How to Use Storytelling to Boost Presentation Engagement


Storytelling is one of the oldest forms of communication. That’s because the human brain has an embedded need for narrative. Stories help us make sense of the world around us and they can influence the way we think, act, make decisions, and persuade others. In presentations, stories are a highly effective way to engage audiences and share information. People can’t resist a good story, and they help us believe in things and remember them. In fact, storytelling is such a powerful tool that almost every expert speaker utilizes it in their presentations. Crafting a good story requires a lot of thought and preparation. There are certain components that must be present in order to create a meaningful story. Here are some ideas for using storytelling to enhance your presentation. 

Make Sure it is Relevant

Sure, everyone loves a good story but it also needs to be relevant to your message. Otherwise, you leave your audience wondering, “What does this have to do with the topic?” Your story should have at least one point that connects it with your overall message. The purpose of the story is to put information into perspective, not just to entertain. Therefore, make sure your story supports the information in your presentation. 

Evoke Emotion

Think about the last time you saw a movie or watched something on TV that made you cry. The fact is, stories resonate with us as humans and they cause us to feel certain emotions. Stories have a way of tugging at our heart strings and evoking real emotion. Great communicators know how to use stories to provide their audience with an emotional experience.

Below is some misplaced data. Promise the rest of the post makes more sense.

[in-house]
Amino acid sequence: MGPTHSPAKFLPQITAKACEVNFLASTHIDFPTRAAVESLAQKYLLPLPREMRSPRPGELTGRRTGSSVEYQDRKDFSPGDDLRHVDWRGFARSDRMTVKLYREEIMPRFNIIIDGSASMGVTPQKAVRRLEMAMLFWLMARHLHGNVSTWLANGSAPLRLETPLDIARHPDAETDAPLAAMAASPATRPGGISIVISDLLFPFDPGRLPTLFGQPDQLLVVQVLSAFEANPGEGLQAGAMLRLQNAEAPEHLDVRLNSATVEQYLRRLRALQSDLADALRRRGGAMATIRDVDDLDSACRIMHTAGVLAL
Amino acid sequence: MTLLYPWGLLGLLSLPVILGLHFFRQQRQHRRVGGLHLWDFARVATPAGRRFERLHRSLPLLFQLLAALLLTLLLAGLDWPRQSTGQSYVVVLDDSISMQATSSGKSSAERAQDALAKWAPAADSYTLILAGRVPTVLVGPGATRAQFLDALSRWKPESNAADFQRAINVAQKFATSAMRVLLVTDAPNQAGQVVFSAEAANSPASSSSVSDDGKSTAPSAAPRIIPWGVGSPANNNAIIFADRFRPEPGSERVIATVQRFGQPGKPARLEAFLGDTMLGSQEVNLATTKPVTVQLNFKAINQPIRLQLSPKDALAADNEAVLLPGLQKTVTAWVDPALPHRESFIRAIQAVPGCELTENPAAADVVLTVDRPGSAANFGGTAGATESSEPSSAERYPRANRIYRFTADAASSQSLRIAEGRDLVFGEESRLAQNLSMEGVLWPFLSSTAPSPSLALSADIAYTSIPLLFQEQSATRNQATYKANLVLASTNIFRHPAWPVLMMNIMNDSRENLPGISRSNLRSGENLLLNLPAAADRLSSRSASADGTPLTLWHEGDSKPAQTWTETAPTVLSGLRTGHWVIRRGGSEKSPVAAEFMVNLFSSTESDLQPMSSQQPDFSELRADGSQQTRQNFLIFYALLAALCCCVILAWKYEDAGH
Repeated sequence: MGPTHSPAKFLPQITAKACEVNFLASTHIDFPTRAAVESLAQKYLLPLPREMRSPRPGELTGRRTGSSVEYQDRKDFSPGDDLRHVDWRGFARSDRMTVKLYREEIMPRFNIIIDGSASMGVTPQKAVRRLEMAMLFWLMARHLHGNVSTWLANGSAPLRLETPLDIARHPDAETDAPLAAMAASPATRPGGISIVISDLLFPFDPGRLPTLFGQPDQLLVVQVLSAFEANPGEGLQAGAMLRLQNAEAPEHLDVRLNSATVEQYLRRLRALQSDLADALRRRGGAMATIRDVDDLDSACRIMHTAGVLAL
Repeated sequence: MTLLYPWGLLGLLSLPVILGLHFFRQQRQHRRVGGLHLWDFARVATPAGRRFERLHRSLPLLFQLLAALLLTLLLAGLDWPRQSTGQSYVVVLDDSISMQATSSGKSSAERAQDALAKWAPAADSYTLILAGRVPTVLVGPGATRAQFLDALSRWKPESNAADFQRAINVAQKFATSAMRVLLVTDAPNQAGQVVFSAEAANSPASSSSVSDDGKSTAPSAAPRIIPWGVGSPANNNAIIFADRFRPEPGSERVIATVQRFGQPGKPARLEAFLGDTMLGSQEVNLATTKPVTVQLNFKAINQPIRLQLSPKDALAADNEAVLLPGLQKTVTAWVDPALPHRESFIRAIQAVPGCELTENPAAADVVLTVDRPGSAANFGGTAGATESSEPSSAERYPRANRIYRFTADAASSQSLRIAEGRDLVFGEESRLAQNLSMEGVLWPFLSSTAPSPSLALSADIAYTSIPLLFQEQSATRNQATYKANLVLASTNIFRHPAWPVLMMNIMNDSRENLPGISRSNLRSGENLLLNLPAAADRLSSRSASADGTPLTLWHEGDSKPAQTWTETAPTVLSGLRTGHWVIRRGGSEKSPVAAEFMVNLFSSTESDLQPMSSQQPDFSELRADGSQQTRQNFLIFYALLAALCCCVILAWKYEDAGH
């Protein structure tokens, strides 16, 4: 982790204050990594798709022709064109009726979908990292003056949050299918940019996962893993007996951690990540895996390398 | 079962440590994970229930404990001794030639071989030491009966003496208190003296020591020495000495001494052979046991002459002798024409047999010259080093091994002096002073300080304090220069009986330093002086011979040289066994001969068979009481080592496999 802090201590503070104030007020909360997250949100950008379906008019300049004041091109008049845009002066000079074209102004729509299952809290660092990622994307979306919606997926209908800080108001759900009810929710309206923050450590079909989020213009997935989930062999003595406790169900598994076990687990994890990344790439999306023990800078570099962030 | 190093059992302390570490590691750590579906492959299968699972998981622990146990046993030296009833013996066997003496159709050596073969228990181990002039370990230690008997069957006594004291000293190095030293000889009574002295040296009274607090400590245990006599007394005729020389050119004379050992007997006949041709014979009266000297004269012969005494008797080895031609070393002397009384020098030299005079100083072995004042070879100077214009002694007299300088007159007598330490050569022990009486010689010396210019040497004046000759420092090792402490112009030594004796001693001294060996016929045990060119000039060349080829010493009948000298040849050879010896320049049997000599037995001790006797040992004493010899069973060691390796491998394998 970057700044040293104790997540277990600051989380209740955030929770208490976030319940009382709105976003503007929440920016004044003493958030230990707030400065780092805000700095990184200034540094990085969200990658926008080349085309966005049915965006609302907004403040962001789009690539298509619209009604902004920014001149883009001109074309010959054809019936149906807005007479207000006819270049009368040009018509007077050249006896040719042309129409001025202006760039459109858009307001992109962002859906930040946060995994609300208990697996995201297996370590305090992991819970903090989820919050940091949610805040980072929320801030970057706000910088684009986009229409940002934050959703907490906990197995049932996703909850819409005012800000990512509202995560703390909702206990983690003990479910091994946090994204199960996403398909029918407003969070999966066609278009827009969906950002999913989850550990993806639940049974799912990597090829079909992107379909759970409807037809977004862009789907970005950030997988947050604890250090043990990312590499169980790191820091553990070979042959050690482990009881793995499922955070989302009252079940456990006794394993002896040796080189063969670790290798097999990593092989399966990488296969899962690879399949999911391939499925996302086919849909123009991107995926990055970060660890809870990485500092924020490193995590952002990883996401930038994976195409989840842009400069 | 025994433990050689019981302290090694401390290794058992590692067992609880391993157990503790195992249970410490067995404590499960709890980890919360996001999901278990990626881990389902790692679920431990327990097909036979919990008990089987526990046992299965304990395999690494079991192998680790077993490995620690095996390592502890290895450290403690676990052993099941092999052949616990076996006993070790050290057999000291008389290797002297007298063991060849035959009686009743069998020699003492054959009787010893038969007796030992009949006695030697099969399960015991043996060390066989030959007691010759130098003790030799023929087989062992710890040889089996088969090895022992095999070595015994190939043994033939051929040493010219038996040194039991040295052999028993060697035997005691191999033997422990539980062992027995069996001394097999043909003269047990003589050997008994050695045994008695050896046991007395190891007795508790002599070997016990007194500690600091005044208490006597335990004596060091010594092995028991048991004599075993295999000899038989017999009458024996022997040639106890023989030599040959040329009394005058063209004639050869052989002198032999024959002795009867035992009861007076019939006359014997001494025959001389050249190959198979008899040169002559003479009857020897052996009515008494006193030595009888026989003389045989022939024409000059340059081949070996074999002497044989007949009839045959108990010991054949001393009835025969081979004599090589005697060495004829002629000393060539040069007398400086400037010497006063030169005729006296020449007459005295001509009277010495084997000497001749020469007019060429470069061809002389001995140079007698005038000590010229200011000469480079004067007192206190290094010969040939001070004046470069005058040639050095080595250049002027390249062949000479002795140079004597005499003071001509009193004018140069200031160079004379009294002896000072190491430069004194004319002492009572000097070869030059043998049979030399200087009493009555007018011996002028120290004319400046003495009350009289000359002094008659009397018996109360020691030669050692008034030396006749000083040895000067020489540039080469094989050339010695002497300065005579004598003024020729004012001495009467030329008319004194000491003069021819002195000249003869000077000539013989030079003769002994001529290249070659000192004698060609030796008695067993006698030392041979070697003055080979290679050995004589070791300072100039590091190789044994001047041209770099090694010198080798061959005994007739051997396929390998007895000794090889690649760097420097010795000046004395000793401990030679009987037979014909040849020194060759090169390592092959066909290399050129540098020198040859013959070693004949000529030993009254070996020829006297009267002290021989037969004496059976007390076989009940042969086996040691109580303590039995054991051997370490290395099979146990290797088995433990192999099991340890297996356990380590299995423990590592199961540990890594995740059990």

Make it Personal

If possible, tell a personal story in your presentation. Stories that have a personal touch are more likely to resonate with the audience and draw them in. This is a great way to connect with your listeners and create a memorable experience that will last much longer.  Personal stories help audiences relate to you and they make you appear more genuine and sincere. 

Include these Elements: A Problem, A Hero, and an Enemy

Every good book, movie, or story includes these three elements. All good stories need a problem, a villain, and a hero that comes to save the day. Whether you are telling a fairytale, a personal story about your own life, or a business-related issue, you will find these same elements. This draws the audience in and leaves them on the edge of their seat wondering how the problem will be solved. 


You Want to Build Trust with the Audience

Finally, you want to build trust between you and your audience. In order to do this, you need to find common ground. Build your story around what matters most to your audience. This means you need to research your audience ahead of time and find out more about them. What is their history? What obstacles do they face? What experiences do they share? Telling a story that is personal to their audience will make them want to listen and hear what you have to say.